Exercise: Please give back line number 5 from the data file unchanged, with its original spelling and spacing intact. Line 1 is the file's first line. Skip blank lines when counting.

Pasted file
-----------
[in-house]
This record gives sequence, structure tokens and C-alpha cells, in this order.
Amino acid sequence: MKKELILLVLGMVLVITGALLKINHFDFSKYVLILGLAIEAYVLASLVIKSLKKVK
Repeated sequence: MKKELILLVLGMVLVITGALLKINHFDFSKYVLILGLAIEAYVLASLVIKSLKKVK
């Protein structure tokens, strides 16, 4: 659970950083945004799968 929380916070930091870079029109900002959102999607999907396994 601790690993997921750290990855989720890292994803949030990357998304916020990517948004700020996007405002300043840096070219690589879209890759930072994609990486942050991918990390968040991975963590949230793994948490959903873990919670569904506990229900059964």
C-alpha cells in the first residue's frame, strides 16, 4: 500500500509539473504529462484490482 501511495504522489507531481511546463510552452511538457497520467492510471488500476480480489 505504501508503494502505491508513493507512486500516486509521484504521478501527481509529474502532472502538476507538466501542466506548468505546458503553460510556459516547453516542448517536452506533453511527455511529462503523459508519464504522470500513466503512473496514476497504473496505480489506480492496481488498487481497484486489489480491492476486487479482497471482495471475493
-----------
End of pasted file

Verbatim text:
């Protein structure tokens, strides 16, 4: 659970950083945004799968 929380916070930091870079029109900002959102999607999907396994 601790690993997921750290990855989720890292994803949030990357998304916020990517948004700020996007405002300043840096070219690589879209890759930072994609990486942050991918990390968040991975963590949230793994948490959903873990919670569904506990229900059964």